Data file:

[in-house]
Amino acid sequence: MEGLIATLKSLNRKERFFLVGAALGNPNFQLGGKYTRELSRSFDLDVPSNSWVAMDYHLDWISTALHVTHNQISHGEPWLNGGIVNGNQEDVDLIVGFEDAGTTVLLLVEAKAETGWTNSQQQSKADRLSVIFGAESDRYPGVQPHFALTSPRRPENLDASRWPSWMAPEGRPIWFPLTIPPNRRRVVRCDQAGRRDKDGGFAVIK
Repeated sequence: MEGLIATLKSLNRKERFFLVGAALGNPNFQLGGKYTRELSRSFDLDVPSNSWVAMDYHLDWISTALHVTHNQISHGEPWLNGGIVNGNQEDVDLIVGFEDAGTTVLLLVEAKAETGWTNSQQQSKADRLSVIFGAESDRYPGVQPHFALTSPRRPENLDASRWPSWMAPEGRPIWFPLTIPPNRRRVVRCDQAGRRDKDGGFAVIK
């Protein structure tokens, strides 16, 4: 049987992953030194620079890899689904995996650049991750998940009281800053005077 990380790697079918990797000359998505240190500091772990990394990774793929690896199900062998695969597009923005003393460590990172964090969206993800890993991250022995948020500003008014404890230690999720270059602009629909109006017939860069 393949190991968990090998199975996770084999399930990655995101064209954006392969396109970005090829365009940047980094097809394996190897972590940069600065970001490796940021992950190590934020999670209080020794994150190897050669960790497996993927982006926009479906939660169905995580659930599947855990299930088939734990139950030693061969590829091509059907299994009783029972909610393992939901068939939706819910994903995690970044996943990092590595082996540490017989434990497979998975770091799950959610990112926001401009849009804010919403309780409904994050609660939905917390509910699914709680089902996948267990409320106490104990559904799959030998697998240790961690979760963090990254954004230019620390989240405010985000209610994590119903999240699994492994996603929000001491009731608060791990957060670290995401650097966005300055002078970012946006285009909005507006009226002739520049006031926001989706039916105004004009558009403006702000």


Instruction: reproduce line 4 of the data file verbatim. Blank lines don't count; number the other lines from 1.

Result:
């Protein structure tokens, strides 16, 4: 049987992953030194620079890899689904995996650049991750998940009281800053005077 990380790697079918990797000359998505240190500091772990990394990774793929690896199900062998695969597009923005003393460590990172964090969206993800890993991250022995948020500003008014404890230690999720270059602009629909109006017939860069 393949190991968990090998199975996770084999399930990655995101064209954006392969396109970005090829365009940047980094097809394996190897972590940069600065970001490796940021992950190590934020999670209080020794994150190897050669960790497996993927982006926009479906939660169905995580659930599947855990299930088939734990139950030693061969590829091509059907299994009783029972909610393992939901068939939706819910994903995690970044996943990092590595082996540490017989434990497979998975770091799950959610990112926001401009849009804010919403309780409904994050609660939905917390509910699914709680089902996948267990409320106490104990559904799959030998697998240790961690979760963090990254954004230019620390989240405010985000209610994590119903999240699994492994996603929000001491009731608060791990957060670290995401650097966005300055002078970012946006285009909005507006009226002739520049006031926001989706039916105004004009558009403006702000």